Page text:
Extracts of various plants material capable of decreasing blood sugar have been tested in experimental animal models and their effects confirmed. Neem or Margose (Azadirachta Indica) is an indigenous plant believed to have antiviral, antifungal, antidiabetic and many other properties. This paper deals with a comparative study of the effect of aqueous Neem leaves extract alone or in combination with glibenclamide on alloxan diabetic rabbits. Administration of crude aqueous Neem extract (CANE) alone (1.5 ml/kg/day), as well as the combination of CANE (1.5 ml/kg/day) with glibenclamide (0.25 mg/kg/day) significantly, decreased (P<0.05) the concentrations of serum lipids, blood glucose and lipoprotein VLDL(very low-density lipoproteins) and LDL(low-density lipoproteins) but significantly increased (P<0.05) the concentration of HDL(high-density lipoprotein). The change was observed significantly greater when the treatment was given in combination of CANE and glibenclamid than with CANE alone.

Keywords: neem, hypoglycemic, hypolipidemic, cholesterol

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17 Study and Melanocyte Adrenocorticotropic Effects on Sugar Metabolism and Immune Response in Rabbits Oryctolagus cuniculus

Authors: A. Bouaouiche, M. S. Boulakoud

Abstract:

The functioning of the pineal gland, the transducer body of environmental information to the neuroendocrine system is subject to a circadian rhythm. Melatonin is the main neuro-hormone expressing this operation. It is synthesized in the pinealocytes after conversion serotonin via N-acetyl-transferase enzyme, itself subject to a photoperiodic modulation (activation dark inhibition by light). Some authors have suggested that melatonin is involved in diabetic disease and found that it could have a diabetogenic effect. To this study the effect of this hormone on glucose metabolism has long been subject to controversy. Agreeing in effect and hyperinsulinemic hypoglycemic effect. In order to illustrate the level of interaction of melatonin with neuro-immune- corticotropin axis and its impact on carbohydrate metabolism, we studied the impact homeostatic (glucose) through the solicitation of two control systems (gland pineal and corticotropin axis). We then found that melatonin could have an indirect influence on insulin control (glucose metabolism) to the levels of the growth hormone axis (somatostatin) and adrenocorticotropic (corticotropin). In addition, we have suggested that melatonin might limit the hyperglycemic action of corticosteroids by direct action at peripheral level.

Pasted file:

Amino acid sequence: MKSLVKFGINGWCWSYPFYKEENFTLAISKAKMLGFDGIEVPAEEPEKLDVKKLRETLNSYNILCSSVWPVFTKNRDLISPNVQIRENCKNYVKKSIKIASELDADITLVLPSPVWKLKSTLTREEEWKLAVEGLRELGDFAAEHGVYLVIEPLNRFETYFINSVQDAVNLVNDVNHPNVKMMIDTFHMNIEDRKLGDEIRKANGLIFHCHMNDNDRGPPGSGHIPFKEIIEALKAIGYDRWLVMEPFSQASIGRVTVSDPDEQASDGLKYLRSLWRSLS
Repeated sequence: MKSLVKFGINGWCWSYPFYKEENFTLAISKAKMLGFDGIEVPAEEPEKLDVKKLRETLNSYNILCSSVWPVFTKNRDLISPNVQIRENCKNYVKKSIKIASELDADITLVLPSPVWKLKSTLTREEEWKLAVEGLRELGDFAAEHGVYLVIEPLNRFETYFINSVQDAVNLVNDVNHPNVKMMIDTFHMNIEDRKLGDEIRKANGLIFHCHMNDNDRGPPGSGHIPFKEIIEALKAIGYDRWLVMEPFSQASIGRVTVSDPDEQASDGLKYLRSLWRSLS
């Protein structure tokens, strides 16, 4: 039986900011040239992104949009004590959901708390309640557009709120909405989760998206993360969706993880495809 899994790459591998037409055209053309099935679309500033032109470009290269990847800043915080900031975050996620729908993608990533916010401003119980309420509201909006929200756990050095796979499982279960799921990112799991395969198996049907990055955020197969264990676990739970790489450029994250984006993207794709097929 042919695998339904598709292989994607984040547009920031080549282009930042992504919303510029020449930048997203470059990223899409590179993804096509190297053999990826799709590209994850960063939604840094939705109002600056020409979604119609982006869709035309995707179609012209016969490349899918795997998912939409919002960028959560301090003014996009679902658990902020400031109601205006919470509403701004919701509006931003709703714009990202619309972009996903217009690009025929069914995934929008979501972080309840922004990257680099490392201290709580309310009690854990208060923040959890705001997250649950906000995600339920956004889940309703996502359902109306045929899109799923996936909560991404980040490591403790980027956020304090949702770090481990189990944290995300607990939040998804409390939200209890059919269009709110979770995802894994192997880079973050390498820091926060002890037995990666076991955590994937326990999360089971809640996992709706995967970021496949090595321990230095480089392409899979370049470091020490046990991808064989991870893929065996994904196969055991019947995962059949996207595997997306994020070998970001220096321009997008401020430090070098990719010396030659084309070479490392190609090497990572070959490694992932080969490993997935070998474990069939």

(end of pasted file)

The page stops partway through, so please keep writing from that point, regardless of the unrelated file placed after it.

Keywords: pinéal gland, melatonin, neuro-immuno-corticotrop, metabolism

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16 Lipoic Acid Accelerates Wound Healing by Diminishing Pro-Inflammatory Markers and Chemokine Expression in Rheumatoid Arthritis Mouse Model